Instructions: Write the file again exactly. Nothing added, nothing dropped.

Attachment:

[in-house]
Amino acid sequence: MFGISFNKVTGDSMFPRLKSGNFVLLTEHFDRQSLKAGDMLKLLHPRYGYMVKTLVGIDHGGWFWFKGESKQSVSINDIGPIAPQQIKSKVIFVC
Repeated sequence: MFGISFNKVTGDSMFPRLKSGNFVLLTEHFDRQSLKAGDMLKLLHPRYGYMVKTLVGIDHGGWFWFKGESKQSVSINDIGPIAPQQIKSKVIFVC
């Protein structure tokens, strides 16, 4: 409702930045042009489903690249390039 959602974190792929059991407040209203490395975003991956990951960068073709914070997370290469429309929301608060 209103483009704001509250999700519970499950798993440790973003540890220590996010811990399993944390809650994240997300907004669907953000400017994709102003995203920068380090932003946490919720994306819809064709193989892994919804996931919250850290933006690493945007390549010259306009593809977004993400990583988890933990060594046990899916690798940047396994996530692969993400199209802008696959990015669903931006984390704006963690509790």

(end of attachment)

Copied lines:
[in-house]
Amino acid sequence: MFGISFNKVTGDSMFPRLKSGNFVLLTEHFDRQSLKAGDMLKLLHPRYGYMVKTLVGIDHGGWFWFKGESKQSVSINDIGPIAPQQIKSKVIFVC
Repeated sequence: MFGISFNKVTGDSMFPRLKSGNFVLLTEHFDRQSLKAGDMLKLLHPRYGYMVKTLVGIDHGGWFWFKGESKQSVSINDIGPIAPQQIKSKVIFVC
């Protein structure tokens, strides 16, 4: 409702930045042009489903690249390039 959602974190792929059991407040209203490395975003991956990951960068073709914070997370290469429309929301608060 209103483009704001509250999700519970499950798993440790973003540890220590996010811990399993944390809650994240997300907004669907953000400017994709102003995203920068380090932003946490919720994306819809064709193989892994919804996931919250850290933006690493945007390549010259306009593809977004993400990583988890933990060594046990899916690798940047396994996530692969993400199209802008696959990015669903931006984390704006963690509790």